The University Senate defines plagiarism in the regulations on instructional offenses as: "to use
and pass off as one's own idea or product work of another without expressly giving credit to
Borrowing someone else's answers, unauthorized possession of tests or answers to tests, or
possession of material designed in answering exam questions, are also subject to university
policy regarding instructional offences. For more information on Carleton University's Academic
Integrity Policy, consult:
Important Dates & Deadlines Winter 2013
January 7, 2013
Winter-term classes begin.
January 18, 2013
Last day for registration for winter term courses.
Last day to change courses or sections for winter term courses.
January 31, 2013
Last day for withdrawal from winter term and winter portion of fall/winter courses with full fee
February 1, 2013
Last day for receipt of applications for admission to the Bachelor of Architectural Studies and the
Bachelor of Social Work degree programs for the 2013-14 fall/winter session.
February 15, 2013
April examination schedule available online.
February 15-23, 2013
Fall-term deferred examinations will be written. Examinations are normally held in the day and
evening during the Monday to Saturday period. In exceptional circumstances, it may be necessary
to schedule an examination on a Sunday.
February 18, 2013

Statutory holiday. University closed.

February 18-22, 2013
Winter Break, classes suspended.
March 1, 2013
Last day for receipt of applications from potential Spring (June) graduates.
Last day for receipt of applications to the Bachelor of Humanities, Bachelor of Industrial Design,
Bachelor of Information Technology (Interactive Multimedia and Design), Bachelor of
Journalism, and the Bachelor of Music degree program for the 2013-2014 fall/winter session.
Last day for receipt of applications for admission to a program for the 2013 summer terms.
March 8, 2013
Last day to submit, to the Paul Menton Centre for Students with Disabilities, Formal Examination
Accommodation Forms for April examinations.
March 27, 2013
Last day for tests or examinations in courses below the 4000-level before the final examination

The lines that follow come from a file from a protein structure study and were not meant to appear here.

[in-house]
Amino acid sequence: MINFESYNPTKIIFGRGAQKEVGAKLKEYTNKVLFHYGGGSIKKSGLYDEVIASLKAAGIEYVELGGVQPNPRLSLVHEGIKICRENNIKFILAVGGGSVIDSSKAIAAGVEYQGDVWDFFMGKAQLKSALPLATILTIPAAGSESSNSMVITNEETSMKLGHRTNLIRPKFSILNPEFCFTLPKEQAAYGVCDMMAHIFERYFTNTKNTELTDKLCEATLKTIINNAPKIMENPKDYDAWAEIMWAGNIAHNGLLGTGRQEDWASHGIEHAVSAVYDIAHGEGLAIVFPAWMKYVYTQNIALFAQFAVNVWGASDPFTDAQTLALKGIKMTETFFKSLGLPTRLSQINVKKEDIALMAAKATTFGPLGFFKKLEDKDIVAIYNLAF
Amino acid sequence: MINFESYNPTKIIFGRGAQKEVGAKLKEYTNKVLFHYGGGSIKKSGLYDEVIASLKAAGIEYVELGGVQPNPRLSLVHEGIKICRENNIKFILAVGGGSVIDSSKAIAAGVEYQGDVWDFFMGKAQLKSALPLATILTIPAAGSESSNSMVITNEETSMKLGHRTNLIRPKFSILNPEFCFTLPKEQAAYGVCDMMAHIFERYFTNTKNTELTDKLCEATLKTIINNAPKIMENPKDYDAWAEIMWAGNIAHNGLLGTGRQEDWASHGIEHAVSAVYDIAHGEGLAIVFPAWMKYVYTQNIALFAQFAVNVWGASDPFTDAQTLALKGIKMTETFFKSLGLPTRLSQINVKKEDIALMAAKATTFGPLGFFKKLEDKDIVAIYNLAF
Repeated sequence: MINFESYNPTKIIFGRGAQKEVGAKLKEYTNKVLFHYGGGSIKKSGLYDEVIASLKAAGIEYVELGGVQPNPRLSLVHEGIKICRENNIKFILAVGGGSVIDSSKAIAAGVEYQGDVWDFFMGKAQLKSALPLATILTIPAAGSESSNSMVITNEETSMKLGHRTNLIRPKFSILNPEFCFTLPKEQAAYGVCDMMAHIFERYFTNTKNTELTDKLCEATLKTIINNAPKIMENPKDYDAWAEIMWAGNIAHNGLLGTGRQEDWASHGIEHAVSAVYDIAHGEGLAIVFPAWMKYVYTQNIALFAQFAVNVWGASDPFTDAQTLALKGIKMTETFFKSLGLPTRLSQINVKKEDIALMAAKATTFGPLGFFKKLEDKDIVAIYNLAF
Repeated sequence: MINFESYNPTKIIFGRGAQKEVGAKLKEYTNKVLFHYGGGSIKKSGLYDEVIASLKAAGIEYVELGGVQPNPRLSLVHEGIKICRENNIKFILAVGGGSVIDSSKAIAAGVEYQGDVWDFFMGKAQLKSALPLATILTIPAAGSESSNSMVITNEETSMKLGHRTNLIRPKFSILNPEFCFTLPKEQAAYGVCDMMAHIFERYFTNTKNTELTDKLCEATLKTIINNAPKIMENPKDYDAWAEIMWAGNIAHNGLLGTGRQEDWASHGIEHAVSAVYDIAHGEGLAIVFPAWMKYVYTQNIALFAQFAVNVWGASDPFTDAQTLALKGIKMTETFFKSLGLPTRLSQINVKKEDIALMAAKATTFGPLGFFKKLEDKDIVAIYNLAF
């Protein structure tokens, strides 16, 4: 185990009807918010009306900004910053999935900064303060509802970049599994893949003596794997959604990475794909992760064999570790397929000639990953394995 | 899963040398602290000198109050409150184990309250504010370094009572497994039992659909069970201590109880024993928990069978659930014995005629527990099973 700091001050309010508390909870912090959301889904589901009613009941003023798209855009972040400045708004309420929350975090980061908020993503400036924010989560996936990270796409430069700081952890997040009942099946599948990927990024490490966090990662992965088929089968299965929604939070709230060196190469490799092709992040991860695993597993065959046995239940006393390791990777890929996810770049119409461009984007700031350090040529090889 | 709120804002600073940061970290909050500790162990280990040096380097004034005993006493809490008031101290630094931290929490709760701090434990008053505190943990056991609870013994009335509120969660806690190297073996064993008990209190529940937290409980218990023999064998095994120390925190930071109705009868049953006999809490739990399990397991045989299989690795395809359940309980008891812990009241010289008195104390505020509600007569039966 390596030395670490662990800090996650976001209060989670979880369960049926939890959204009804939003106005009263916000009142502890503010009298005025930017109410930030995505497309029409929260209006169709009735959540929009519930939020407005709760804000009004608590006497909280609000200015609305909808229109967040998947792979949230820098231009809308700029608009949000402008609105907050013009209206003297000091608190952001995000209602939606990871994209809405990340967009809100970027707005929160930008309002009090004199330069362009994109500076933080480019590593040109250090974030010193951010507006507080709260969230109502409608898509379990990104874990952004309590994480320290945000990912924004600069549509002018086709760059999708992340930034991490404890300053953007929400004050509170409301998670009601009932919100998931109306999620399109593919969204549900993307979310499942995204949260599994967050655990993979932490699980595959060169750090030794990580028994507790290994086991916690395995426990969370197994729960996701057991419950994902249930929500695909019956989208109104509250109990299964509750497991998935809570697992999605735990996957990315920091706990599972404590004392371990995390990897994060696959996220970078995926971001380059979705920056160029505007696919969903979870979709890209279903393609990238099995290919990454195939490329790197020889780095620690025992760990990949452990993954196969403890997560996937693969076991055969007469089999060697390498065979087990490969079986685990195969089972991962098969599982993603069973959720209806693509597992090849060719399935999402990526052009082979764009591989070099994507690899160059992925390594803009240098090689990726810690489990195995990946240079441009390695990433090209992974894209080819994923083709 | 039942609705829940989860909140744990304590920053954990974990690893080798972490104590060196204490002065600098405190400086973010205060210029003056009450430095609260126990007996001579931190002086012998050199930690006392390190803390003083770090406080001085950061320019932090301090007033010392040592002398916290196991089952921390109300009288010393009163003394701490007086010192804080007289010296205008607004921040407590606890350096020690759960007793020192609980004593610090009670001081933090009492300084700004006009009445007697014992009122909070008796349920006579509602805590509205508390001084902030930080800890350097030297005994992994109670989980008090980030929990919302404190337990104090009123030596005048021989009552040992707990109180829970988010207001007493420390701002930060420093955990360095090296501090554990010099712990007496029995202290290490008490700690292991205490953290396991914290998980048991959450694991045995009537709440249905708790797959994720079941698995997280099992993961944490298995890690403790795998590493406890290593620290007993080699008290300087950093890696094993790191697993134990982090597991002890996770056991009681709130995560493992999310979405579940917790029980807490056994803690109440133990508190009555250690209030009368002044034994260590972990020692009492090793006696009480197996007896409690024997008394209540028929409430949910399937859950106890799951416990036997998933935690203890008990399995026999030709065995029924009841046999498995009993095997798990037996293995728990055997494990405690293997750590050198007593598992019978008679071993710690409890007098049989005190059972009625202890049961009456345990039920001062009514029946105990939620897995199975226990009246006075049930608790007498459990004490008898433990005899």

period (see Examination Regulations in the Academic Regulations of the University section of this
March 29, 2013
Statutory holiday. University closed.
April 1, 2013
Last day for receipt of applications for admission to a program (except Bachelor of Architectural
Studies, Bachelor of Humanities, Bachelor of Industrial Design , Bachelor of Information
Technology (Interactive Multimedia and Design), Bachelor of Journalism, Bachelor of Music, and
Bachelor of Social Work, for the 2013-2014 fall/winter session, from candidates whose documents
originate outside Canada or the United States.
April 10, 2013
Winter term ends.
All classes follow a FRIDAY schedule.
Last day of fall/winter and winter-term classes.
Last day for academic withdrawal from fall/winter and winter-term courses.
Last day for handing in term work and the last day that can be specified by a course instructor as a
due date for term work for fall/winter and winter-term courses.
April 11-12, 2013
Review period. No classes take place.
April 13-27, 2013

Final examinations in winter term and fall/winter courses may be held. It may be necessary to
schedule examinations during the day for classes held in the evening and vice versa. In exceptional
circumstances, it may be necessary to schedule an examination on a Sunday.
April 16, 2013
Winter Co-op Work Term Reports are due.
April 27, 2013
All take home examinations are due on this day.